It’s not always about dollars and cents.
In a recent article in Utility Dive (the full piece can be found here), Tucson Electric Power’s Carmine Tilghman made a big deal about the unfavorable economics of Tesla’s current 7 kilowatt-hour Powerwall battery option, which he said would cost consumers $7,000 installed. As quoted by Utility Dive, Tilghman said: “At the average all-in electricity rate of $0.12 per kwh, the buyer saves $0.84 per day. And $7,000 divided by $0.84 per day means it will take 8,333 days or about 22.9 years to get the initial investment back for a battery that comes with a ten year warranty.”
Regardless of whether Tesla’s Powerwall actually ends up costing $7,000 installed, utility executives are kidding themselves if they think it is only about dollars and cents. Economics are important, to be sure, but reliability is, as a popular current commercial concludes, priceless.
Just this week I would have paid just about anything to have had Tesla’s battery backup (or anybody else’s for that matter) installed on the wall in my garage. Construction on a new house two down from mine necessitated the installation of a new power transformer on our street. Dominion, my provider, duly showed up, knocked the power off on my block for an hour and hooked up the new equipment. No harm, really, except that since I work out of my home that was 60 minutes of essentially wasted time.
Unfortunately, that was not the only time I wasted day. Later in the evening when I went to turn on the TV (I pay for a bundled internet/phone/TV package through Verizon) nothing happened. The menu info showed up at the bottom telling me that I was watching the Washington Nationals play the first of three games against the Cincinnati Reds—but there was no video, just a blank black screen.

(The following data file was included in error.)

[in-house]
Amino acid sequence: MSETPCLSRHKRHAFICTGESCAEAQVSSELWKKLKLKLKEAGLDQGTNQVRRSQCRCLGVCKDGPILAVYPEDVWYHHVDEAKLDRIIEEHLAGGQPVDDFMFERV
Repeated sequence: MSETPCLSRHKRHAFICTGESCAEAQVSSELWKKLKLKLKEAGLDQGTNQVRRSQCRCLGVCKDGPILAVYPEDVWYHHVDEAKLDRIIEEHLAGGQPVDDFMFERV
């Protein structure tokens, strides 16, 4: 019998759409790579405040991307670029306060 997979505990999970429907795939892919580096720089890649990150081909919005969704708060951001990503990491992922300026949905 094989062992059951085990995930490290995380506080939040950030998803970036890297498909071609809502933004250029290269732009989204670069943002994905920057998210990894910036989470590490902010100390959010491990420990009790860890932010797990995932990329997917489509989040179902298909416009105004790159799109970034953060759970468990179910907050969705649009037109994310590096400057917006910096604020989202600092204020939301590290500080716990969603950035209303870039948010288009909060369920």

An hour and a half later after the Verizon FIOS tech support guy had had me reboot, disconnect/reconnect, unplug and plug in every cable box in my house (This is standard fare for virtually all customer support these days—when a piece of electronics does not work you are almost always told to turn it off and then back on. For mystical reasons unclear to everyone, that often does the trick.) he finally agreed that I might actually need a real technician to come examine my problem.
Of course, since there seem to be only five of them in Verizon’s entire Washington, DC service territory, the earliest appointment was three days off—so much for watching any of the Nationals/Reds games. And even then, I have no guarantee that the problem, whatever it is, will be fixed.
However, if I had a battery backup installed at my house, none of this would have happened. Dominion would have turned off the power on my block, my battery would have kicked into operation, the power surge that apparently killed my FIOS video feed never would have occurred and I likely would not even have known that the power company was working just two houses away.
Now that truly would have been priceless.